And so, after the Genocide, the survivors returned to Ayntab, where the local Armenians began a new life after 1919, under French rule. But on April 1, 1920, Turkish forces attacked the Armenian neighborhoods of the city. By then, most French troops had already retreated from Ayntab. The local Armenian population resorted to self-defense, fighting until April 17, 1920, when two French battalions entered the city. This was followed by a short ceasefire. But in late June 1920, armed clashes resumed, this time between French and Turkish forces. The fighting continued until February 9, 1921, when the Turkish forces in Ayntab surrendered to the French, and the city’s residents resumed their lives. In mid-1921, French forces left Ayntab. This precipitated a mass exodus of the local Armenians, which had already begun during the armed clashes. Throughout 1920 and 1921, members of the Anserlian family left Ayntab and settled down in Aleppo.

During the battles for the self-defense of Ayntab, the home of the newlyweds Bedros and Azniv was shelled and destroyed. They escaped and hid with another local family, but their son, Hagop, was left under the ruins. He was thought to have perished. But on the following day, when the family returned to the ruins, they heard Hagop’s cries, and rescued him. He had survived thanks to a piece of Turkish delight, wrapped in cloth and hanging from his neck. In those days of famine, Turkish delight was used to provide additional sustenance for babies, as well to satisfy their instinct to suckle. This little Hagop was the father of Bedros, the source of the information presented in this article.

In Aleppo, the Anserlian family settled down in the Dawoudiyeh neighborhood. They lived in a one-room home, which, in the initial stages, had a tin-and-cardboard roof. Azniv and Hagop had four children: Hagop, Alice, George, and Apraham. In this new city, the Anserlian men once again began shining in their chosen field, namely copper smithing. Their workshops were located in the same neighborhood, in the city’s copper market (Djidedyai Ghazanchi Charghus or Souk al Nahas). Uncles, brothers, and cousins worked together, side-by-side.

In Aleppo, after finishing their education, many members of the Anserlian family specialized in various occupations and crafts. They worked as educators, civil servants, jewelers, electricians, machinists, and naturally, coppersmiths.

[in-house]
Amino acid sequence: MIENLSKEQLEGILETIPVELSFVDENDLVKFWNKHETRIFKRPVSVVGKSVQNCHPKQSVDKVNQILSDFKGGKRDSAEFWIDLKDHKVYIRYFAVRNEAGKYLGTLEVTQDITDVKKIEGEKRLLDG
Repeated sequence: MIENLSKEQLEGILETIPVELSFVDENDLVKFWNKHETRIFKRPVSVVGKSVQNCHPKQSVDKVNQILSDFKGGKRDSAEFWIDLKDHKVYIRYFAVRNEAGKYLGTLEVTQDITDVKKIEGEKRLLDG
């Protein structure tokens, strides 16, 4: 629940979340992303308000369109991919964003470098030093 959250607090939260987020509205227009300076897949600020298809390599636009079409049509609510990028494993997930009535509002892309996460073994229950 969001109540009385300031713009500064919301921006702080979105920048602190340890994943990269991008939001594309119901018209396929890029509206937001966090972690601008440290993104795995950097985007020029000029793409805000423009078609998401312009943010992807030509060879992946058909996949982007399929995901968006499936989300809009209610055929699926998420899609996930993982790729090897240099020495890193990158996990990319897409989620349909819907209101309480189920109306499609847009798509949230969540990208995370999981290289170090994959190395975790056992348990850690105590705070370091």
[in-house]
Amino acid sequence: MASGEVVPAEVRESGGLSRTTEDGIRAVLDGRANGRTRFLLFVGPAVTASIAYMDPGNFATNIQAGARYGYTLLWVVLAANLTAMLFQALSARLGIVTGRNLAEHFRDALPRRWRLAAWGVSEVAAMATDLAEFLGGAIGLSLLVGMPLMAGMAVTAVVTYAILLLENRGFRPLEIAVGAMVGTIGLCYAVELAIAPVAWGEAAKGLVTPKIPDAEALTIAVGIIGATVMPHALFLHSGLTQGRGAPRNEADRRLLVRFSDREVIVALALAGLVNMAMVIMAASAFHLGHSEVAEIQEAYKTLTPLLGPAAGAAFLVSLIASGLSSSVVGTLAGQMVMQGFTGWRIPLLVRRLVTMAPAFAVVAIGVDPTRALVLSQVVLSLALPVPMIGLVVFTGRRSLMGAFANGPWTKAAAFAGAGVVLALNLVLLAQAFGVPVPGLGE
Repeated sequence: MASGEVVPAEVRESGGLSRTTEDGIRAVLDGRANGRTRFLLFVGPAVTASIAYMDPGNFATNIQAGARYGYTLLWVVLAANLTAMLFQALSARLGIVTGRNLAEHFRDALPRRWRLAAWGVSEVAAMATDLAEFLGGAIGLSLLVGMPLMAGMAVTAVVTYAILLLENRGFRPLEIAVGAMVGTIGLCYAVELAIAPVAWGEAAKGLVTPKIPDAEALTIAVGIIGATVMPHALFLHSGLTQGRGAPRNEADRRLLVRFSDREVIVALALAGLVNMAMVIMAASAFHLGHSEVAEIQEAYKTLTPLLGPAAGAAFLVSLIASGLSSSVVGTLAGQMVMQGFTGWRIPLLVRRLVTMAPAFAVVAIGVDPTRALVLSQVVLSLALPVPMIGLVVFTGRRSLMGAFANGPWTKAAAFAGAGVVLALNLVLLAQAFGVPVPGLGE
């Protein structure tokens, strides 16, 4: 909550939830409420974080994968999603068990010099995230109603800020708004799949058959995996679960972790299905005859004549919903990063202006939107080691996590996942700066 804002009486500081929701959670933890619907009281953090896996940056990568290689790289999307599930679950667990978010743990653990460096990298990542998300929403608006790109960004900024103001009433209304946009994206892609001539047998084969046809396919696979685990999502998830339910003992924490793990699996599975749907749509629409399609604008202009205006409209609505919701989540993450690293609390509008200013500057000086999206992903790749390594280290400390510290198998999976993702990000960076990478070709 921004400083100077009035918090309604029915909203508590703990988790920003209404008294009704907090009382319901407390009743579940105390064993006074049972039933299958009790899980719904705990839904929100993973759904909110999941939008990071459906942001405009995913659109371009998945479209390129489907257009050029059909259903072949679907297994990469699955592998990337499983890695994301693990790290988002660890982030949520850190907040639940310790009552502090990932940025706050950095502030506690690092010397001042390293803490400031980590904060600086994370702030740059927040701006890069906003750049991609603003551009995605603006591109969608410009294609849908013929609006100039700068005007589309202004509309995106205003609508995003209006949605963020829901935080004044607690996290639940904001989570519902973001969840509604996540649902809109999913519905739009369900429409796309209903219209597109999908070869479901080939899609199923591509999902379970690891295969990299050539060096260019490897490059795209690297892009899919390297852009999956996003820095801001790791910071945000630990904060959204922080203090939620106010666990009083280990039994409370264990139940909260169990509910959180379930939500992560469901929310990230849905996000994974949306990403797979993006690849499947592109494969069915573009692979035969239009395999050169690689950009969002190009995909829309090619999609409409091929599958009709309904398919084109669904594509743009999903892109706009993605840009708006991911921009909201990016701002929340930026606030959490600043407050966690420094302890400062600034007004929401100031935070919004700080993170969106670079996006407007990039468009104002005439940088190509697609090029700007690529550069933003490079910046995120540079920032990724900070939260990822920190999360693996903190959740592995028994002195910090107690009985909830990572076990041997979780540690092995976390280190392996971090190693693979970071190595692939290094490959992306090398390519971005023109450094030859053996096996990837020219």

Aleppo would not be the family’s final stop. Anserlians traveled on to Jerusalem, Beirut, Amman, and Kuwait. In Beirut, Avedis Balabanian (Siranoush Anserlian-Balabanian’s youngest son) founded a workshop that made metal closets. The brothers Avedis, Barkev, and George Anserlian ran a workshop that produced copper plates. Hagop Anserlian (Bedros’s brother), who worked for the railway company in Aleppo, moved to Beirut in 1945 and was employed by the Lebanese railway company, initially as a locomotive mechanic and later as an employee.

Lebanon, 1946. Hagop Bedros Anserlian (right; on the locomotive), employee of the Lebanese railway company.
Hagop Bedros Anserlian, employee of the Lebanese railway company.
Nousia Iskenian (nee Anserlian) and her husband, Sarkis Iskenian.

The craftsmen of the Anserlian family were best-known for the copperware they crafted. They could take a single sheet of copper and hammer it into a beautiful pot, chalice, plate, spoon, fork, knife, tub, etc. in just a few hours. Their staple products were distillers and plates. They also made children’s toys out of copper. Their masterpieces were their lidded braziers, which were up to a meter high, and bore delicate inscriptions and engravings. They would be placed in the center of homes. Another masterpiece was a trophy crafted by Barkev Anserlian, which bore beautiful engravings of famous figures such as Anastas Mikoyan, Marshall Bagramyan, and Lenin. This trophy was made in 1946 as a gift to the Armenian Repatriation Committee during the repatriation movement, but remained in Beirut before being taken to its final destination, Boston.